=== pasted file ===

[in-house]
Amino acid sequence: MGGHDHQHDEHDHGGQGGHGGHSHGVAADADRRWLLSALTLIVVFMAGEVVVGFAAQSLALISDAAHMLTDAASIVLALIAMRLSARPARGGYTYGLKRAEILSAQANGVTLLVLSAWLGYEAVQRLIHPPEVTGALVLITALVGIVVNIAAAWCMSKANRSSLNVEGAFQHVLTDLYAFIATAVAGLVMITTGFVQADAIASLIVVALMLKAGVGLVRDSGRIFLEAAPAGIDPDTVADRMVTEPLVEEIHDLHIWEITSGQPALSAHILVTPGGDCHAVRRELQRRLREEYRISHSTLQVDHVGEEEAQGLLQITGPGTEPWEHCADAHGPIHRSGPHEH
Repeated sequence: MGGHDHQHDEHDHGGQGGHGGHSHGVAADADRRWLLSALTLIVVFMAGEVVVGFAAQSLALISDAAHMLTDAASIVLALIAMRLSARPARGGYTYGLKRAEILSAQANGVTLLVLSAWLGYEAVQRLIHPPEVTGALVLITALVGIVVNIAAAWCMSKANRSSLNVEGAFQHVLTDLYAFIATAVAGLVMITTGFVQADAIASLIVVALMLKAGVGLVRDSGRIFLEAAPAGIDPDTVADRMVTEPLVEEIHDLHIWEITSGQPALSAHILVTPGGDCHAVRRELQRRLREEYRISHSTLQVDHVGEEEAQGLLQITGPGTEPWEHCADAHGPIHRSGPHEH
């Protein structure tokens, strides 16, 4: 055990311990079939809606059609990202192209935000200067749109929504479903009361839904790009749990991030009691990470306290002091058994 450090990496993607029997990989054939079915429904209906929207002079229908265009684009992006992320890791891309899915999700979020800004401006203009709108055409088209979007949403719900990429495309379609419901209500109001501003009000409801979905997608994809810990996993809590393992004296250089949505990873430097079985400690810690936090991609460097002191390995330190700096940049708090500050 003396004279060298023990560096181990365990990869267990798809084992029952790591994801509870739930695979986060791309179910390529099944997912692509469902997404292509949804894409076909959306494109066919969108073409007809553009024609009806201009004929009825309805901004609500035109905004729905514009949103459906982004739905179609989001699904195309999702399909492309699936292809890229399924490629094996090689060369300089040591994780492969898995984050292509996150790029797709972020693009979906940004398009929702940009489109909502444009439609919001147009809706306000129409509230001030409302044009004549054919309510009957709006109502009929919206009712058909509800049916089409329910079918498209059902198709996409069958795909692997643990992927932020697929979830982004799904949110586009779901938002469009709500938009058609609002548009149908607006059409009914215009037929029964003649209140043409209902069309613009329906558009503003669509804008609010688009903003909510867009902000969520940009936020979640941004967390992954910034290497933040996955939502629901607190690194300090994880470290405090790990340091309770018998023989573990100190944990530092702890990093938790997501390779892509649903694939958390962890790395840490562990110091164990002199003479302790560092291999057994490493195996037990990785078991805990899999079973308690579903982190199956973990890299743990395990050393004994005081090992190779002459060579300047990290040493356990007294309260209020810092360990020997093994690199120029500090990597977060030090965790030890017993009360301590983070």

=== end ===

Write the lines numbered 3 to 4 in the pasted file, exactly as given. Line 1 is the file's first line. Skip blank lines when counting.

Repeated sequence: MGGHDHQHDEHDHGGQGGHGGHSHGVAADADRRWLLSALTLIVVFMAGEVVVGFAAQSLALISDAAHMLTDAASIVLALIAMRLSARPARGGYTYGLKRAEILSAQANGVTLLVLSAWLGYEAVQRLIHPPEVTGALVLITALVGIVVNIAAAWCMSKANRSSLNVEGAFQHVLTDLYAFIATAVAGLVMITTGFVQADAIASLIVVALMLKAGVGLVRDSGRIFLEAAPAGIDPDTVADRMVTEPLVEEIHDLHIWEITSGQPALSAHILVTPGGDCHAVRRELQRRLREEYRISHSTLQVDHVGEEEAQGLLQITGPGTEPWEHCADAHGPIHRSGPHEH
């Protein structure tokens, strides 16, 4: 055990311990079939809606059609990202192209935000200067749109929504479903009361839904790009749990991030009691990470306290002091058994 450090990496993607029997990989054939079915429904209906929207002079229908265009684009992006992320890791891309899915999700979020800004401006203009709108055409088209979007949403719900990429495309379609419901209500109001501003009000409801979905997608994809810990996993809590393992004296250089949505990873430097079985400690810690936090991609460097002191390995330190700096940049708090500050 003396004279060298023990560096181990365990990869267990798809084992029952790591994801509870739930695979986060791309179910390529099944997912692509469902997404292509949804894409076909959306494109066919969108073409007809553009024609009806201009004929009825309805901004609500035109905004729905514009949103459906982004739905179609989001699904195309999702399909492309699936292809890229399924490629094996090689060369300089040591994780492969898995984050292509996150790029797709972020693009979906940004398009929702940009489109909502444009439609919001147009809706306000129409509230001030409302044009004549054919309510009957709006109502009929919206009712058909509800049916089409329910079918498209059902198709996409069958795909692997643990992927932020697929979830982004799904949110586009779901938002469009709500938009058609609002548009149908607006059409009914215009037929029964003649209140043409209902069309613009329906558009503003669509804008609010688009903003909510867009902000969520940009936020979640941004967390992954910034290497933040996955939502629901607190690194300090994880470290405090790990340091309770018998023989573990100190944990530092702890990093938790997501390779892509649903694939958390962890790395840490562990110091164990002199003479302790560092291999057994490493195996037990990785078991805990899999079973308690579903982190199956973990890299743990395990050393004994005081090992190779002459060579300047990290040493356990007294309260209020810092360990020997093994690199120029500090990597977060030090965790030890017993009360301590983070």